• Get some inspiration – Google Product Designer portfolios and take a look at what others have done – how have they presented their work, and which portfolios stand out for you?
  • Set up a website – to keep things simple, there are plenty of low-cost and free ways to do this, using websites such as WordPress, Wix and Squarespace. To make it more professional, buy your own domain name.
  • Pick your best work – your portfolio is meant to impress, so choose the work you’re proudest of. This could be paid work you’ve done, a school project or even things you’ve worked on in your own time.

Two interesting ways to make your portfolio stand out

Wondering how to make your portfolio stand out? Here are a couple of ideas to help you do things a little differently and set yourself apart from the competition:

  • Redesign – boost your portfolio by looking at a product that already exists and thinking about how you could make it better. How would you redesign it? This is a great way to show off your problem-solving abilities.
  • Tell a story – show or explain how you got to a final design idea. Everyone has an idea, but people forget to show how they got there. Take the reader on the journey of why you did it, how you did it and what the final product you came up with was.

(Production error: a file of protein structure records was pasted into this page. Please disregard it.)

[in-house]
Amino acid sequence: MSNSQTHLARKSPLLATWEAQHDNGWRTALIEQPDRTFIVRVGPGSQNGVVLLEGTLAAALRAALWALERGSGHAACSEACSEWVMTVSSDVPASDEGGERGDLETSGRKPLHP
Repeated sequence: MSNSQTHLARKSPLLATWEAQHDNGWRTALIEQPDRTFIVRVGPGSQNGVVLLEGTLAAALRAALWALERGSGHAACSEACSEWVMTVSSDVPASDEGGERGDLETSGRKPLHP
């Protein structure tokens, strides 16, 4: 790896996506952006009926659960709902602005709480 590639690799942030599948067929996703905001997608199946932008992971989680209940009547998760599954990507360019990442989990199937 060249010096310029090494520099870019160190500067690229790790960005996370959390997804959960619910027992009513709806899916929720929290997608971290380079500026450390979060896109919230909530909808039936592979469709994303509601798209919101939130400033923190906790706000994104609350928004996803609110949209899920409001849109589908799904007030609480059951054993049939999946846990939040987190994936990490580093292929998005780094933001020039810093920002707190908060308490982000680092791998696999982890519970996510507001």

Both these ideas can make your work stand out and give you another discussion point in interviews. If you can explain your work and decisions, people tend to have more confidence in you.

Product Designer career prospects

There’s huge demand for Product Designers, so you’ll have plenty of scope for career progression.

Starting off as a Junior Designer and learning on the job, you can then progress to Senior Designer and director level within an agency or ‘in-house’ working for one brand. Many Product Designers go freelance or start their own design agency.

If you’re looking for a job that exercises your problem-solving skills and ensures you’re always in demand, Product Designer might be the perfect job title for you. For more on what it takes, have a read of our article on skills you need to be a Product Designer.

Feeling inspired? Take the THIS IS HOW quiz to find out more about what you’re good at and possible job roles that could be a match for you or have a listen to our podcast with Carl, Lead Product Designer at YOOX NET-A-PORTER GROUP.